In May of 2011, Luttrell sought treatment at a pain center. The May 6, 2011, note from the pain center puts Luttrell's pain level at 4 out of 10 and indicates that this is her usual level of pain.[49] She is prescribed multiple medications to address her pain.[50] Notes from the following appointment indicate that the effectiveness of the drugs has "somewhat improved."[51] One additional medication is prescribed to Luttrell and two of her medications are refilled.[52] As referenced above, during Luttrell's subsequent appointment with her treating physician, the physician noted that Luttrell's pain was "doing well with meds."[53]

In her Function Report, Luttrell states that she does laundry and light house work depending on how she feels.[54] She also takes care of pets, prepares her own meals, watches television every day and talks on the phone with her family and friends multiple times a day.[55] She can walk 150 yards before needing to stop and rest, has no problems paying attention, and can follow written and spoken instructions very well.[56] During the hearing Luttrell testified that although she can start laundry and put dishes in the dishwasher, she "never seem[s] to manage to be able to finish anything."[57] However, she also testified that she has no problems sitting, can walk 15 to 20 minutes, and has little problems lifting, carrying, and picking things up.[58] She thinks she can pick up approximately 10 pounds.[59]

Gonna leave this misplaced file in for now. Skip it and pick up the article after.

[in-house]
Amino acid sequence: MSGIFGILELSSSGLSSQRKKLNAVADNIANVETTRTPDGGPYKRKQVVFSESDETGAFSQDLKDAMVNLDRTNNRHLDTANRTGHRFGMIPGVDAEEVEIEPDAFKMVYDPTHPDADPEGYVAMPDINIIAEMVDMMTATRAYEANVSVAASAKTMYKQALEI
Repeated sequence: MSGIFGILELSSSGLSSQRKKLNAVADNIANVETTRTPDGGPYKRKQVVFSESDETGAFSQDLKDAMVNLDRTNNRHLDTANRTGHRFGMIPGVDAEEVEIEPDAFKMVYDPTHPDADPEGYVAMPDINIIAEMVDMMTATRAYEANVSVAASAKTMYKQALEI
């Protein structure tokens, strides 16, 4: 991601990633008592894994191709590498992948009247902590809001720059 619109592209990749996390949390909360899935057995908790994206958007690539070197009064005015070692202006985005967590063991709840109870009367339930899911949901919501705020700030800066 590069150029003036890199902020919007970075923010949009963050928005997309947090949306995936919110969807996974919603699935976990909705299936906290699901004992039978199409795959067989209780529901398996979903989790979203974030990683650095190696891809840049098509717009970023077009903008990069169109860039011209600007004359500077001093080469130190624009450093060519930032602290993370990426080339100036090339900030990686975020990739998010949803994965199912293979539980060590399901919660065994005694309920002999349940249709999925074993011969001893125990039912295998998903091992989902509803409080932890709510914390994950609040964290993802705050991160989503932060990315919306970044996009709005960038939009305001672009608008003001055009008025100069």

A reasonable mind would find the above evidence adequate to support the ALJ's decision to give little weight to the opinion of Luttrell's treating physician that rendered Luttrell unable to perform any work. The medical evidence and testimony of Luttrell regarding daily activities conflict with the treating physician's medical source statements.

Opinion of the state consultative medical examiner. Luttrell further asserts that the ALJ erred in dismissing a portion of the state consultative medical examiner's opinion. In light of the medical evidence discussed above, and the assertions made by Luttrell concerning her abilities, substantial evidence supports the ALJ's decision to assign little weight to the opinion.